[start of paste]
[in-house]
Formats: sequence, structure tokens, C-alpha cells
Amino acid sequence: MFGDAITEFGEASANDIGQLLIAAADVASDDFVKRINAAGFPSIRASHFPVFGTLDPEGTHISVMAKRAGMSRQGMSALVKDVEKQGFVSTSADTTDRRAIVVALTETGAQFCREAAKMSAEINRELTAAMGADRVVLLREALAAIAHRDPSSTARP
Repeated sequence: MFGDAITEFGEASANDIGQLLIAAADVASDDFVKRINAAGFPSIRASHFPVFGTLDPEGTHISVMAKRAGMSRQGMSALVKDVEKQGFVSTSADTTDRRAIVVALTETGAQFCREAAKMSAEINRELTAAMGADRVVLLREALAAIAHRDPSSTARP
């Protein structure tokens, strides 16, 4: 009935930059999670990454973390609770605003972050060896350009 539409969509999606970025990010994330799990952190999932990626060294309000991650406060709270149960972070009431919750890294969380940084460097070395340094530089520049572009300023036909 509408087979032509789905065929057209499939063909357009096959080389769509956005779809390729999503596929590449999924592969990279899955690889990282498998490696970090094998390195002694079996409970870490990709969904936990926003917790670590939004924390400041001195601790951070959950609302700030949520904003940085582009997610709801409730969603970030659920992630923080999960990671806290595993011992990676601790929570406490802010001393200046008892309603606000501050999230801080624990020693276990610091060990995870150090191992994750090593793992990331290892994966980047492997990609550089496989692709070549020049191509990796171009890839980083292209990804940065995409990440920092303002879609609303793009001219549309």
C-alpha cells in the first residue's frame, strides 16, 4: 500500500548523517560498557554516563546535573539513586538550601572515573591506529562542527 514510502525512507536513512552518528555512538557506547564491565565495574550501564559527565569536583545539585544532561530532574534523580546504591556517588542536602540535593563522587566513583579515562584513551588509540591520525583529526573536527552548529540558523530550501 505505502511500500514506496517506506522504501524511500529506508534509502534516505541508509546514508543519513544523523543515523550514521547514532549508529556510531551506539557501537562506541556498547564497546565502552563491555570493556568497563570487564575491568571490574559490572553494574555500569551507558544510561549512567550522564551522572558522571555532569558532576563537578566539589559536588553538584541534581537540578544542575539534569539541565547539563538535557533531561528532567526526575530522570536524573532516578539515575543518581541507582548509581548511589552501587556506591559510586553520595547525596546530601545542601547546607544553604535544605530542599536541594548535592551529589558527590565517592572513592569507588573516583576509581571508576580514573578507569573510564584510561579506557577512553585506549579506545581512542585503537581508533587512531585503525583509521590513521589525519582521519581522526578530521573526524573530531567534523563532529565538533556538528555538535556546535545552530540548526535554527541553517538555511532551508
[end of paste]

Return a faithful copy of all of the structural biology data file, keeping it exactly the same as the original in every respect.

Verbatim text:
[in-house]
Formats: sequence, structure tokens, C-alpha cells
Amino acid sequence: MFGDAITEFGEASANDIGQLLIAAADVASDDFVKRINAAGFPSIRASHFPVFGTLDPEGTHISVMAKRAGMSRQGMSALVKDVEKQGFVSTSADTTDRRAIVVALTETGAQFCREAAKMSAEINRELTAAMGADRVVLLREALAAIAHRDPSSTARP
Repeated sequence: MFGDAITEFGEASANDIGQLLIAAADVASDDFVKRINAAGFPSIRASHFPVFGTLDPEGTHISVMAKRAGMSRQGMSALVKDVEKQGFVSTSADTTDRRAIVVALTETGAQFCREAAKMSAEINRELTAAMGADRVVLLREALAAIAHRDPSSTARP
């Protein structure tokens, strides 16, 4: 009935930059999670990454973390609770605003972050060896350009 539409969509999606970025990010994330799990952190999932990626060294309000991650406060709270149960972070009431919750890294969380940084460097070395340094530089520049572009300023036909 509408087979032509789905065929057209499939063909357009096959080389769509956005779809390729999503596929590449999924592969990279899955690889990282498998490696970090094998390195002694079996409970870490990709969904936990926003917790670590939004924390400041001195601790951070959950609302700030949520904003940085582009997610709801409730969603970030659920992630923080999960990671806290595993011992990676601790929570406490802010001393200046008892309603606000501050999230801080624990020693276990610091060990995870150090191992994750090593793992990331290892994966980047492997990609550089496989692709070549020049191509990796171009890839980083292209990804940065995409990440920092303002879609609303793009001219549309």
C-alpha cells in the first residue's frame, strides 16, 4: 500500500548523517560498557554516563546535573539513586538550601572515573591506529562542527 514510502525512507536513512552518528555512538557506547564491565565495574550501564559527565569536583545539585544532561530532574534523580546504591556517588542536602540535593563522587566513583579515562584513551588509540591520525583529526573536527552548529540558523530550501 505505502511500500514506496517506506522504501524511500529506508534509502534516505541508509546514508543519513544523523543515523550514521547514532549508529556510531551506539557501537562506541556498547564497546565502552563491555570493556568497563570487564575491568571490574559490572553494574555500569551507558544510561549512567550522564551522572558522571555532569558532576563537578566539589559536588553538584541534581537540578544542575539534569539541565547539563538535557533531561528532567526526575530522570536524573532516578539515575543518581541507582548509581548511589552501587556506591559510586553520595547525596546530601545542601547546607544553604535544605530542599536541594548535592551529589558527590565517592572513592569507588573516583576509581571508576580514573578507569573510564584510561579506557577512553585506549579506545581512542585503537581508533587512531585503525583509521590513521589525519582521519581522526578530521573526524573530531567534523563532529565538533556538528555538535556546535545552530540548526535554527541553517538555511532551508